Tuesday, 22 January 2013

Patrick’s Garden

Still at the orchid farm 
The garden is charming. Its management might be described as neglected, but this hides the artifice of its clever naturalistic management. Overlooking Funchal, the garden is crammed with beautiful temperate plants. Were it not for the lovely lady relaxed in her wicker-chair at a table on the lawn working on her computer, we could have believed we had been transported back a hundred years. It is the family’s own garden and although open to the public is in no way commercial. Our friend Cathi at home would die for the cakes!
Differential mowing provides a ground cover of grass under the plants


I love succulents and I fell in love with Agave attenuata, the swan neck agave, which might be described as a signature plant for Madeira in the month of January.



The monarch butterfly is a migratory species. It enjoys Madeira so much that its stays here all year round

Passion flowers thrive
 This agave makes a fine garden ornament. It is as dead as a dodo…..
...its very hard wood makes a beautiful ‘boat’ for native flowers displayed at our hotel
Poinsettia makes a permanent long flowering shrub
Cassia didymobotrya The popcorn plant. Brush you hand through the leaves and it smells of popcorn.






15 comments:

  1. Beautiful coloured flowers but I couldn't spot the lady in the wicker chair.

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    1. No Sue, It was one of those atmospheric photos I forgot to take. (In fact the lady offered to move aside so I could take my photos-idiot me I did not take a picture of her!)

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  2. In a word - Heaven! So many beautiful plants Roger - thanks for blogging :)

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    1. That's one of the nicest things you could say Angie

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  3. Really fabulous plants, especially the Agave attenuata - I had no idea there were agaves that looked like that!

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    1. I have fallen in love with this agave myself, I have another nice picture of it coming up on my next post!

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  4. Wow. Those Agave plants are very cool.

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    1. My favourite picture was the one with the agave and aloe in today's post

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  5. Have just found you from another blog list and these photos are quite a coincidence as I've just come back from Gran Canaria where I saw lots of the same plants in the wild and Botanical Garden.From your captions I now know what Cassia Didymobotrya and Agave Attenuata are!My latest blog post links through to my photo album.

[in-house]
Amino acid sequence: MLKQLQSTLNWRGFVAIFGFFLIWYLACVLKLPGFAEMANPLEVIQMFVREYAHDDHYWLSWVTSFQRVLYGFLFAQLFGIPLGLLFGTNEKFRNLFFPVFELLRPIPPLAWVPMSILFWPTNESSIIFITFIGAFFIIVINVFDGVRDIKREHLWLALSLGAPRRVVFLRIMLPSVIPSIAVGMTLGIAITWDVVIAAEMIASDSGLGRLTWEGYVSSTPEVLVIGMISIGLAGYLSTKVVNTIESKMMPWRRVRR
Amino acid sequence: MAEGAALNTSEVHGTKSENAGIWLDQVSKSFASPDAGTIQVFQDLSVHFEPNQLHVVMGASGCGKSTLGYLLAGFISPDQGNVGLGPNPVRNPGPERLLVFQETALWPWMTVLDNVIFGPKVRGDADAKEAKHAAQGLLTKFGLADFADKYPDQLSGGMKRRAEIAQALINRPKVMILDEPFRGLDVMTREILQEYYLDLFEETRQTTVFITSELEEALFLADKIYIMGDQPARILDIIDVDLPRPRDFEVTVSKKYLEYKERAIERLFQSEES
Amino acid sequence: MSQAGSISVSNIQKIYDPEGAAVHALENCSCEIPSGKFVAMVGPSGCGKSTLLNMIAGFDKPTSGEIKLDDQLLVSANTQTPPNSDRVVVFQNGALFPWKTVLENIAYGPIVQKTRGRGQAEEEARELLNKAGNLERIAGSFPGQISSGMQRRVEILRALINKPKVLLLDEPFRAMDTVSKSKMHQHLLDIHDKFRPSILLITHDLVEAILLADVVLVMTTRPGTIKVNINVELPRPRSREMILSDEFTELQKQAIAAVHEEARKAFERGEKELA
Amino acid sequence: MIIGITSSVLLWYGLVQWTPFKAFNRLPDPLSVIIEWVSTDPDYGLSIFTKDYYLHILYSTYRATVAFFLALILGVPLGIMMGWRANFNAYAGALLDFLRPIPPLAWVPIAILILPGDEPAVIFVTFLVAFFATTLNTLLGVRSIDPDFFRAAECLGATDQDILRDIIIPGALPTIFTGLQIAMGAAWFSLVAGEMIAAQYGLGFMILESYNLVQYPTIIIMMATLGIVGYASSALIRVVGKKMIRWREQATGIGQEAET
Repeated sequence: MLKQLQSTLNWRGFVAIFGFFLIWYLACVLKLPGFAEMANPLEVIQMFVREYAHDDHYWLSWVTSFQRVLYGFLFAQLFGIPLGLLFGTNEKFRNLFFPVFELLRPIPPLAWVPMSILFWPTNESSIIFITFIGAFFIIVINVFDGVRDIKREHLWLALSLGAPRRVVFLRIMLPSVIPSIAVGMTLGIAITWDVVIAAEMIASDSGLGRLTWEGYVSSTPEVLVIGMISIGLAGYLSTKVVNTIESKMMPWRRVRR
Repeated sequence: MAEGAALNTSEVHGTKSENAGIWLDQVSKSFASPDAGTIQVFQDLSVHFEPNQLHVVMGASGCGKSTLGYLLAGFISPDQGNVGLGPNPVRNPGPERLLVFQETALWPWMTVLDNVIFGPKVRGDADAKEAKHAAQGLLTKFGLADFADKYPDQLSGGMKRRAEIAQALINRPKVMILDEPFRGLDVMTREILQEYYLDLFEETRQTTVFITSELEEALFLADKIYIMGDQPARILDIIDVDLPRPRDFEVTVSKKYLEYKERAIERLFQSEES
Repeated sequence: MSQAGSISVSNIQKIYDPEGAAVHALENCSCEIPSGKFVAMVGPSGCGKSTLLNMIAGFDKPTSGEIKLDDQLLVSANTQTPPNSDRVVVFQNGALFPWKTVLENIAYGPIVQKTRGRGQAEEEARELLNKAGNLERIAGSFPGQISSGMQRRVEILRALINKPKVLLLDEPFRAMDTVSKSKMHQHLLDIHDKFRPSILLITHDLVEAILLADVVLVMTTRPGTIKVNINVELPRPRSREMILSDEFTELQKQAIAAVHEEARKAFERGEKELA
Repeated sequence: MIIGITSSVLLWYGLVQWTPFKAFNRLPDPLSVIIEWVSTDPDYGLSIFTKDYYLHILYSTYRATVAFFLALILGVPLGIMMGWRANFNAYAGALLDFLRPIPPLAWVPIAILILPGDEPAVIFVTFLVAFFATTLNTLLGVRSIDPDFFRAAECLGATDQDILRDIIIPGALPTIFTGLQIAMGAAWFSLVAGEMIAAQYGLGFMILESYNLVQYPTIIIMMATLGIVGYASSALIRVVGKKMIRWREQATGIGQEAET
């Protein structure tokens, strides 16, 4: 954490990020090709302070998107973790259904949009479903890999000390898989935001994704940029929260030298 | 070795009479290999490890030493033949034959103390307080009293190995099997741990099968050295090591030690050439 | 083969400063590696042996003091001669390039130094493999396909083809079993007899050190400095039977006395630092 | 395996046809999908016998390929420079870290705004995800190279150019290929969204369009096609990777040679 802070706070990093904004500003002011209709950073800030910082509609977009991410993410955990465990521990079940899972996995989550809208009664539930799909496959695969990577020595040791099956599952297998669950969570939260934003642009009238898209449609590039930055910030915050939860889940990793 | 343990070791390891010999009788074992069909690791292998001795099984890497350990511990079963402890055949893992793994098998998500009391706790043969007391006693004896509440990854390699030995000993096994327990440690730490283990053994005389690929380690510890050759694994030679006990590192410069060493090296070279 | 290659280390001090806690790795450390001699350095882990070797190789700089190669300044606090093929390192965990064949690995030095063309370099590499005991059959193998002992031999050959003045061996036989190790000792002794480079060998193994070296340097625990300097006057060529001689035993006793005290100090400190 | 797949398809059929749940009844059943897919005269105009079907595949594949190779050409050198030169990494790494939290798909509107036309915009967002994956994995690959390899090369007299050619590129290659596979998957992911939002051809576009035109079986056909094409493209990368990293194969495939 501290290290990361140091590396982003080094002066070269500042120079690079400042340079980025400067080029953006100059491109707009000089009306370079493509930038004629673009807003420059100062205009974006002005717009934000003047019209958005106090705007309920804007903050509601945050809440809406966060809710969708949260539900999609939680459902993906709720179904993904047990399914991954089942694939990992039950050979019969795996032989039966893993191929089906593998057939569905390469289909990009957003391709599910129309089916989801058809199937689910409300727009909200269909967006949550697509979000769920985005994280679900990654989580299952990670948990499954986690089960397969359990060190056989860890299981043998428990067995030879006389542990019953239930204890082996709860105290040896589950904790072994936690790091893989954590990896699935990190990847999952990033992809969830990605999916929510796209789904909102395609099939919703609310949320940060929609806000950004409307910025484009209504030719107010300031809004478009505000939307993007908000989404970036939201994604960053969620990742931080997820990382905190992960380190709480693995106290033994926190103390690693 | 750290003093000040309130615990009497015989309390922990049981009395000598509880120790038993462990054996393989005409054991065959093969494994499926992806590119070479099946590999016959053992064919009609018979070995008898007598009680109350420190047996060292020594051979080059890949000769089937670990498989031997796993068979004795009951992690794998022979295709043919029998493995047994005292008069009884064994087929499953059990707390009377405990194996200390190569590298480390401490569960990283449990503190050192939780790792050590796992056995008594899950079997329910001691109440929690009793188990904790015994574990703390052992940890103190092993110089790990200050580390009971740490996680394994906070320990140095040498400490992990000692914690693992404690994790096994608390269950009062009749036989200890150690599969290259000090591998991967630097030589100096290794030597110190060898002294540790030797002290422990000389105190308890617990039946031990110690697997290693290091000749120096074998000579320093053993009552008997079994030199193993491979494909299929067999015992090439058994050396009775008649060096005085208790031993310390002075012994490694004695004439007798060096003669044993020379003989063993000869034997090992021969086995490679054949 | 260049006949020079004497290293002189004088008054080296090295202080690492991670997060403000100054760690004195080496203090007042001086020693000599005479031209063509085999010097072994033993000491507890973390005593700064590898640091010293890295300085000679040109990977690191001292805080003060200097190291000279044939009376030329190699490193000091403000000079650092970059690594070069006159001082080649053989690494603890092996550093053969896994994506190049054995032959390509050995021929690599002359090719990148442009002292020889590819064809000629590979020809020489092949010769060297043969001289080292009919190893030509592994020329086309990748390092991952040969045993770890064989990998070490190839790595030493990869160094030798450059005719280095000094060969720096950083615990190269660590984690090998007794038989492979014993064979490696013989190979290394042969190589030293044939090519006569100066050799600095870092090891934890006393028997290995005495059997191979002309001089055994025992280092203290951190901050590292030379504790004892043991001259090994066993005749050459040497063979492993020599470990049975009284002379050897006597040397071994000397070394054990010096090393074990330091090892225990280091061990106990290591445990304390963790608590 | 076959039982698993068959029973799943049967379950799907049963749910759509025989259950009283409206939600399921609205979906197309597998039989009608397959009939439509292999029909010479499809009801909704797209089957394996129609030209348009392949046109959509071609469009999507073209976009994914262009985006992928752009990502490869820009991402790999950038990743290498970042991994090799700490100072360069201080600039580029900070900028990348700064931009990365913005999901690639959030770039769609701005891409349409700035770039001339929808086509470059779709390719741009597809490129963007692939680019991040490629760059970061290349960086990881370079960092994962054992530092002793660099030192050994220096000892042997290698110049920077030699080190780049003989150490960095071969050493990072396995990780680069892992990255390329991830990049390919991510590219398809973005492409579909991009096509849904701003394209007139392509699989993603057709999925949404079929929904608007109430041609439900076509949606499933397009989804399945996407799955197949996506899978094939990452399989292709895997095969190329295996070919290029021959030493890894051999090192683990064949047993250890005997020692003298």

The blossom on the almond trees in the mountains is spectacular in January.
    Madeira is a wonderful place and I'll be visiting there again soon.I love the paths that go through the small holdings and plots which I find an inspiration for growing veg on my allotment.

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    1. Hello Shinny, I have just returned from a Levada walk.These are the irrigation 'canals' that meander through the hills providing water for all the plantations on the steep hillsides. As you probably know they take you on a nearly level walk through small holdings and plots. Many of the hillside terraces are being reclaimed by families- sadly partly as a result of the recession.

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    2. Hello Roger, yes it seems that better use is being made of any available land on Madeira by comparison to the Canaries.On recent trips to La Palma and La Gomera I've seen lots of overgrown plots which would be in cultivation on Madeira.
      The Madeiran lavada system also seems to be quite sophisticated,whereas on the Canaries there's a lot more use made of exposed pipework.
      PS Levadas aren't all level ,try Levada da Negra which goes from near the Poco da Neve (ice house) down to Barreira at the top of Funchal,it's a very good walk.

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    3. We walked another levada today. I think some folk might like a picture of one on my last post from Maderia on Sunday

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  6. Fab pic of the Monarch!

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  7. Hi
    Lovely photos, really warmed me up. It looks like a fab trip

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    1. Coming home on Sunday. I could have managed another week! There is a lot to blog about here!

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